Stock Market & Dow Jones Today: Trading Error?
Did a trading error cause the stock market and Dow Jones plunge today May 6, 2010?
The Dow took a free fall this afternoon, plunging nearly 1,000 points.
Fears that Greece won't be able to dig itself out of its debt problems -- and that the troubles will spread throughout Europe -- are a probable cause.
But now on TV they say today's market crash was cause by a trading error. Is it true?
CNBC and other sources are reporting a trading error at a major firm. What firm is that?
Earlier today, the Dow Jones Industrial Average gave Wall Street and a healthy chunk of the Internet quite a scare when it fell more than 1,000 points before healthily bouncing back later in the afternoon. Early reports tied the plunge to the hot-button finance story of the day the turmoil in Greece over debt concerns but as new details emerge, it appears that technical or math errors may have been to blame for the severity of the Dows plunge.
The Dow, which was being celebrated just weeks ago for its return to the 11,000 level, was down between 500 points and 900 points in wild Thursday afternoon selling.
All the major market indexes were bleeding, with percentage declines over 3% in both the Dow and Standard & Poor's 500 Index on Thursday.
Within five minutes, the Dow dropped 997 points shortly after 2 p.m., and then by 3 p.m. had recovered more than 600 points of that decline. The S & P 500 index and Nasdaq followed suit, with the Nasdaq at one point down more than nine percent.
A the close of trading on Thursday, the Dow was down 348 points, or three percent.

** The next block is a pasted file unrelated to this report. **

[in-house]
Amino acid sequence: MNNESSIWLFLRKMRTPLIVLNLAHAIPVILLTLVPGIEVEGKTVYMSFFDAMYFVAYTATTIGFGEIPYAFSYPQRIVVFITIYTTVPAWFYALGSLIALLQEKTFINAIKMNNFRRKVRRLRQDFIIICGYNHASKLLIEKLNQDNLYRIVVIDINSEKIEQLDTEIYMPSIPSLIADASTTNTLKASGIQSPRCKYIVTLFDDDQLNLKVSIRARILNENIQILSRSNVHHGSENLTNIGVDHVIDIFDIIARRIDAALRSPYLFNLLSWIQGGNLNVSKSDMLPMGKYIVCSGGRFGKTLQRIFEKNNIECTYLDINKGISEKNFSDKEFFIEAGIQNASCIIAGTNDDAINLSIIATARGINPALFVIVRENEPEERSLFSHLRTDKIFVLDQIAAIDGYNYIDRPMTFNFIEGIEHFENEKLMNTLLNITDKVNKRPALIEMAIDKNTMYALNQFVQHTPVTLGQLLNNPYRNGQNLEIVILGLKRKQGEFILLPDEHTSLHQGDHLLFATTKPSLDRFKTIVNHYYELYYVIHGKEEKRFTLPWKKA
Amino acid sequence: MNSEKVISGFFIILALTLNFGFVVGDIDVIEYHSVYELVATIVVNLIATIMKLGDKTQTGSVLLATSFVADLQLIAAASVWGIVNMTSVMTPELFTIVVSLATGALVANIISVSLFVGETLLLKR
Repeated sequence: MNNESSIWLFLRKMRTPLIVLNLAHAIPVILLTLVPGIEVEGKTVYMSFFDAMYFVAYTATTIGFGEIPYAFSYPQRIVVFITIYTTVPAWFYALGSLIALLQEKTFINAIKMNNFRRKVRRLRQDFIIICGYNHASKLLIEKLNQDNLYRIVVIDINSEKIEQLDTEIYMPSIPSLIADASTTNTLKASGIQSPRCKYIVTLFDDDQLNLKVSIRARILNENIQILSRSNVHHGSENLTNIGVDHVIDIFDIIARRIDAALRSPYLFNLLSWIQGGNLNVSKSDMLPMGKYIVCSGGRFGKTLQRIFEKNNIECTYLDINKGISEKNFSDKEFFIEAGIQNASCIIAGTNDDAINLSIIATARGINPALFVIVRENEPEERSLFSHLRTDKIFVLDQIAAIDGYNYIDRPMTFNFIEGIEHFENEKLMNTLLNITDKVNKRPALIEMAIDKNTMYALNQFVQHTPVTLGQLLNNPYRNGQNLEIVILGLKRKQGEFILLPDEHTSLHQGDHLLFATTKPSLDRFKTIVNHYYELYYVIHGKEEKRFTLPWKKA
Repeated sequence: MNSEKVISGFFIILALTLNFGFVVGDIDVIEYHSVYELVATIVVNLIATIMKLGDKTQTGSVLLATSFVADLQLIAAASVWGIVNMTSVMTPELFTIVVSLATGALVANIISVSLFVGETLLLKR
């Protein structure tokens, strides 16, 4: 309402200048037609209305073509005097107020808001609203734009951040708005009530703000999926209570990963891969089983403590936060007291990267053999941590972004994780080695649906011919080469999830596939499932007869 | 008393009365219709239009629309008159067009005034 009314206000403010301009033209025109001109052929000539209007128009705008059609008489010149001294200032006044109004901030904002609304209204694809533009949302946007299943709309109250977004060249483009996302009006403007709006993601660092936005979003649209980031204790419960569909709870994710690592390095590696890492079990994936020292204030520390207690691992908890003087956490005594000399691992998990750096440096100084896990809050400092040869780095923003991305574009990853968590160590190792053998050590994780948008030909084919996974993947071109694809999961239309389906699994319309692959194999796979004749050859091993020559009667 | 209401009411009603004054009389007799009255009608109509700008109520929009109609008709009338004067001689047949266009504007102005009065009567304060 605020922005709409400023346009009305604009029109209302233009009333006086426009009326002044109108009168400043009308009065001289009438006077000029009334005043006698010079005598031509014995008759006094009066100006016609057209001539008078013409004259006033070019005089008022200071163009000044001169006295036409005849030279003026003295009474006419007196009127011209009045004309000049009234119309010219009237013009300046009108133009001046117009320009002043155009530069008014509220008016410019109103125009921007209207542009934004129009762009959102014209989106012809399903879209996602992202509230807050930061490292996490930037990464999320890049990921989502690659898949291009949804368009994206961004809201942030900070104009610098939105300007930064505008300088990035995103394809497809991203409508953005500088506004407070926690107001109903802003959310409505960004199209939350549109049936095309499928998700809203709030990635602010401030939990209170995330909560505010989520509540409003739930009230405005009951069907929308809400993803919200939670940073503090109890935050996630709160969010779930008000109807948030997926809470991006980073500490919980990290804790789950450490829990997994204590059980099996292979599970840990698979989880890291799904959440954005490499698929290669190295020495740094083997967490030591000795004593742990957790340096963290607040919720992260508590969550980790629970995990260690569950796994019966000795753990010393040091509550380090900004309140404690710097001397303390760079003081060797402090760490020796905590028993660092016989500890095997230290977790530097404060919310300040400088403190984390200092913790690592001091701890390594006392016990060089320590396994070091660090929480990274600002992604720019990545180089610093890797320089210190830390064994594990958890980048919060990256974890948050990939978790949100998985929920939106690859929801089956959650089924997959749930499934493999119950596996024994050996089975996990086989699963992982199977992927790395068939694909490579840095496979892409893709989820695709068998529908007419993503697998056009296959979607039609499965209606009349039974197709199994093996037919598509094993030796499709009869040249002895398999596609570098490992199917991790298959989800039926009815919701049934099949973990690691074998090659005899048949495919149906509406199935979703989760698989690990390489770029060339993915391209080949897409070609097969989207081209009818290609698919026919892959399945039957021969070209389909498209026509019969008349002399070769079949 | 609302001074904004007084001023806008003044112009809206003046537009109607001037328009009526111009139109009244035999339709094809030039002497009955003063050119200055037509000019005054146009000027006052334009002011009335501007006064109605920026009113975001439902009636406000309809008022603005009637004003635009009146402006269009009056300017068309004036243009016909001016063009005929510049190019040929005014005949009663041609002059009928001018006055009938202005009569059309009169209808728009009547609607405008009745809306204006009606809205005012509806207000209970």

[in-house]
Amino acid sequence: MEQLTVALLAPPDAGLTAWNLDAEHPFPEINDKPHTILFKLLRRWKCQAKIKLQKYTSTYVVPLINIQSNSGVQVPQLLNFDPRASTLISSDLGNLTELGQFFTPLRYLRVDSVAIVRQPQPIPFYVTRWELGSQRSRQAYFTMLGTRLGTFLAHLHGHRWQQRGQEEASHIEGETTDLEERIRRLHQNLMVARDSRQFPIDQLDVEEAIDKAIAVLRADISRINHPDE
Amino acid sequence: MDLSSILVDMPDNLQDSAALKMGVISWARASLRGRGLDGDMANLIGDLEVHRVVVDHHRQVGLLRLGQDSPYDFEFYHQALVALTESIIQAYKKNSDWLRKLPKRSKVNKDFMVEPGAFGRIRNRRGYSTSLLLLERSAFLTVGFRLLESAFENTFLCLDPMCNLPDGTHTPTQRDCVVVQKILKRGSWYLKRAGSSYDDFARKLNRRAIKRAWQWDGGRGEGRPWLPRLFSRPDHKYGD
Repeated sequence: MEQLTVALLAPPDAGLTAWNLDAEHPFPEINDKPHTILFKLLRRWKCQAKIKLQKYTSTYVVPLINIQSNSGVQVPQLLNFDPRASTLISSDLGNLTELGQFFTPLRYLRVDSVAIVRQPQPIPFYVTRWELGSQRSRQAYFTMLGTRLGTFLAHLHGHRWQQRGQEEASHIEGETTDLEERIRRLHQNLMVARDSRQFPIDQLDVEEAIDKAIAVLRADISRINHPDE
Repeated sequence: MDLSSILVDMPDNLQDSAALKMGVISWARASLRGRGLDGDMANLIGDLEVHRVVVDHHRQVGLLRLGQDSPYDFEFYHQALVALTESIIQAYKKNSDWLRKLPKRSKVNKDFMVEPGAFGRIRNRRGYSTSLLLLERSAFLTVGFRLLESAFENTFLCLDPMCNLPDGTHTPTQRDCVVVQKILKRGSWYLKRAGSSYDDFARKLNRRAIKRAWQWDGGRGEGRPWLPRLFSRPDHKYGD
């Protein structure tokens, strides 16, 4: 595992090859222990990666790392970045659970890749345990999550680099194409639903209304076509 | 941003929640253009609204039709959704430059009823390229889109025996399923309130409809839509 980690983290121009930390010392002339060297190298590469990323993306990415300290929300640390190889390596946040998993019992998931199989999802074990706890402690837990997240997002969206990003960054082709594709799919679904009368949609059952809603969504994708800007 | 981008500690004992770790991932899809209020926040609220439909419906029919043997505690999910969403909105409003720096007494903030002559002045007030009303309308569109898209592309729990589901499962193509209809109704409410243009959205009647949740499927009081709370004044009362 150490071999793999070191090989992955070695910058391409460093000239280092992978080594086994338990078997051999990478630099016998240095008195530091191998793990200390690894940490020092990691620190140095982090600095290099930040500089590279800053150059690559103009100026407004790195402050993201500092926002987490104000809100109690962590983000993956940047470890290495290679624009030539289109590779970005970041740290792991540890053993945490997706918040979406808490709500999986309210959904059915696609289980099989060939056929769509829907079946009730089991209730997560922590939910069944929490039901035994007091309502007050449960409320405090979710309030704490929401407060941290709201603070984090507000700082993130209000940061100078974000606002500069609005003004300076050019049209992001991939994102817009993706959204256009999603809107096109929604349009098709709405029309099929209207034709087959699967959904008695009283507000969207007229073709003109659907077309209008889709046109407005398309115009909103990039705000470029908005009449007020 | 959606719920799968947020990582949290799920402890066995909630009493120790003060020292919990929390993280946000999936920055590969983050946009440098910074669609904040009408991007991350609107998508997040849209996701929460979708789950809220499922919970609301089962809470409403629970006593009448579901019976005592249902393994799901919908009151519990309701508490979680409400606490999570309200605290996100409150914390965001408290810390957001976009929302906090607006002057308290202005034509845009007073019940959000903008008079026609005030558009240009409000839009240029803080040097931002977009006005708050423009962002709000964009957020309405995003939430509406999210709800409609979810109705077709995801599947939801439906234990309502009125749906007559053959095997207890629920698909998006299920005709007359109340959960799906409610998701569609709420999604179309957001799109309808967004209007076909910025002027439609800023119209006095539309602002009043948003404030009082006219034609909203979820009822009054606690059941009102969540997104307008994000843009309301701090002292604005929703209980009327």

Some market commentators are viewing a huge drop in Proctor & Gamble shares as sign that the sudden dip in the markets was no more than a trading error that was reminiscent of the stock market crash of 1987. A trading program error, or even human error, could have been behind the sudden and precipitous dip.
Christopher Ruth, chief investment officer for Comerica Asset Management, said that he was skeptical of how the market was trading. Some activity just didn't make sense -- making his group question if some sort of technical, mechanical computer error took place.
"It doesn't look and feel like your typical market sell off," Ruth said. "My advice would be 'Don't be panicked into selling something.'"
The rumor is the whole market plunge was a trading error. A trader at a major firm typed in a "B," as in billion instead of a "M," as in million in a Procter and Gamble trade, causing that stock to drop very quickly, dragging the rest of the market down in a domino effect.
Machine-driven trading was being blamed for at least some of the selling with another anonymous trader commenting that the computer had gone ahead and processed an error that a person would have caught.
The markets rebounded in the last hour of trading, however, and while the Dow still finished the day down more than 300 points, that's a lot better than the plus 1,000-point drop it faced earlier in the session. At the same time, although the depth of the drop may have been exacerbated by a trading error, the forces behind the selling were very real, market observers said.
Computer program trading was being widely discussed as a contributing factor in the market's swoon, but it was still unclear to what role such programs, which automatically trigger buy and sell orders when stocks and other trading instruments pass through predetermined levels, played in the action.
That was scary when this happened. It scared a lot of people and it makes you think about a possible catastrophe caused by a computer error in the Stock Market.
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